It's Getting Hot in Here

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It's Getting Hot in Here

Spring has Sprung! Time to get your hands on some epic eco-apocalypse fiction.

Ah, the apocalypse. Whether it's zombies, asteroids, space invaders, or World War III, I cannot get enough of speculative fiction that explores how humanity will bite the dust. Climate Fiction, a term coined by journalist Dan Bloom, is literature that deals in some way with climate change and its effects. Mix this with the post-apocalyptic subgenre and you get some pretty spectacular speculative science fiction. Cli-Fi books can offer one perspective and help us imagine the consequences that rising sea levels, mass extinctions, and more violent natural disasters could have on our planet. While all books about the end of the world might be scary and sometimes sad, they are amazing tools of knowledge and can get readers thinking about real issues that are already affecting future generations.

Gold Fame Citrus by Claire Vaye Watkins Extreme drought has transformed the California landscape into a nightmarish wasteland full of roving gangs, stifling heat, and a lot of death. Most of the southwest has been evacuated but there are some holdouts, including Luz and Ray who are squatting in an abandoned mansion, trying to survive on cola rations and whatever they can scavenge or loot. Somehow, their love blooms in this arid place and when they find themselves the adoptive parents of a small child, they risk traveling into the waste to find a better life.

Tentacle by Rita Indiana Hernandez
Bursting with energy and lyricism, and plunging headfirst into questions of climate change, Tentacle follows a young maid named Acilde Figueroa. After she is yanked from her life in post-apocalyptic Santo-Domingo, Acilde finds herself at the heart of a strange voodoo prophecy. Only she can travel back in time to save the ocean—and humanity—from disaster, but first she must become the man she always was with the help of a sea anemone.

Annihilation by Jeff VanderMeer
Nature has reclaimed human civilization in the mysterious Area X, which has been cut off from the rest of the world for decades. Multiple expeditions into the area have been conducted: the first returned with reports of a pristine natural landscape, the second ended in mass suicide, and the third in a hail of gunfire as its members turned on one another. While all members of the eleventh expedition returned, they all died of cancer weeks later as shadows of their former selves. Annihilation follows the twelfth expedition, which includes an anthropologist, a surveyor, a psychologist and a biologist (our narrator). Their mission is merely to map the terrain and record all observations of their surroundings and each other. But Area X is too unpredictable and wild to map, and soon the members of our expedition find themselves in over their heads.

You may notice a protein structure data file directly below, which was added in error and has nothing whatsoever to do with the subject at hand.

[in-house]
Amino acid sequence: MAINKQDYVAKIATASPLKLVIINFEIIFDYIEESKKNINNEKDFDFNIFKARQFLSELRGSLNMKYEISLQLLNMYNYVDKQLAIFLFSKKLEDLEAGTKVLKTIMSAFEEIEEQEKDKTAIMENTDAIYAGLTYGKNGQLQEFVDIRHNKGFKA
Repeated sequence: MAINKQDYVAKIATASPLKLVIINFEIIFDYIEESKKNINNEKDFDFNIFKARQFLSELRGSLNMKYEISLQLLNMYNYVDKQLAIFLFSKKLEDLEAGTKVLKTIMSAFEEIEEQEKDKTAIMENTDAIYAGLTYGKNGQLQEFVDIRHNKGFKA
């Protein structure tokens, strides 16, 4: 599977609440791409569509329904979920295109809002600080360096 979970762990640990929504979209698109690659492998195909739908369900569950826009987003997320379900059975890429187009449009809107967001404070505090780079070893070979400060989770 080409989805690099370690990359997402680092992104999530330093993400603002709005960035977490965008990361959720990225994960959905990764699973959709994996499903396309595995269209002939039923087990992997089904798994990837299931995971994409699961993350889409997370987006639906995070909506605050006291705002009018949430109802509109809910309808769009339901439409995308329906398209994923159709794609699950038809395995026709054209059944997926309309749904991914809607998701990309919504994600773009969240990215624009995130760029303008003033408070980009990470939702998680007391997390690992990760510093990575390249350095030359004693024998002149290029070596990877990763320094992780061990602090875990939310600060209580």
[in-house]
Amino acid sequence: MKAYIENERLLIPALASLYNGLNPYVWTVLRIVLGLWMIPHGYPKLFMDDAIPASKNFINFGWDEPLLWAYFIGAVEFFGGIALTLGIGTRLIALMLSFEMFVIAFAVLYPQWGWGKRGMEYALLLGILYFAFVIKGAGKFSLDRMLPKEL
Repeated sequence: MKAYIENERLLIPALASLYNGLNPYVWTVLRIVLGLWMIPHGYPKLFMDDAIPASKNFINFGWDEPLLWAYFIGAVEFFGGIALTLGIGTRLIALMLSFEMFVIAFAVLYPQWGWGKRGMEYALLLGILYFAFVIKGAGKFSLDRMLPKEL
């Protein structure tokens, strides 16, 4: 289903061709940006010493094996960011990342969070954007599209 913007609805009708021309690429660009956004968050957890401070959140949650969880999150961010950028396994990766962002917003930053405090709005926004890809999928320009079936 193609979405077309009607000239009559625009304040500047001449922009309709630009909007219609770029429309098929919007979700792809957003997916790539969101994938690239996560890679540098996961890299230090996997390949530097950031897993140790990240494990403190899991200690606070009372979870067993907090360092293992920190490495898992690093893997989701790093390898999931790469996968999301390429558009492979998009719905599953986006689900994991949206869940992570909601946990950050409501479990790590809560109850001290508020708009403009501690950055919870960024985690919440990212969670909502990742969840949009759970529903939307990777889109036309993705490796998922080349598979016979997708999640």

Oryx and Crake by Margaret Atwood
The first in Atwood’s groundbreaking Maddaddam Trilogy, Oryx and Crake explore a world that has been devastated by ecological and biological disasters. Snowman, known as Jimmy before the world was overwhelmed by a man-made plague, is mourning the loss of his best friend Crake and the beautiful and elusive Oryx who they both loved. In search of answers, Snowman embarks on an epic journey with Crake’s children through a great city which is now a lush wilderness after corporations leveled civilization with genetic experiments. As she does in A Handmaid’s Tale, Atwood projects her readers into a future that is both eerily familiar and terrible beyond imagination.

The Stone Sky by N.K. Jemisin
This is how the world ends. Again.
Essun comes home to find that her husband has murdered their son and kidnapped their daughter. Meanwhile, mighty Sanze—the world-spanning empire whose innovations have been civilization’s bedrock for a thousand years—collapses as most of its citizens are murdered by a madman. And across the heart of the vast continent known as the Stillness, a great red rift has torn in the heart of the earth, spewing ash enough to darken the sky for years. Possibly centuries. Now Essun must pursue the wreckage of her previously ordinary family through a deadly, dying land. Without sunlight or clean water and with limited stockpiles of supplies, there will be war all across the Stillness: a battle for survival. Winner of the Hugo Award for Best Novel in 2016, the Stone Sky begins N.K. Jemisin’s intricate, illuminating and record-shattering trilogy, all three of which have won Hugo Awards.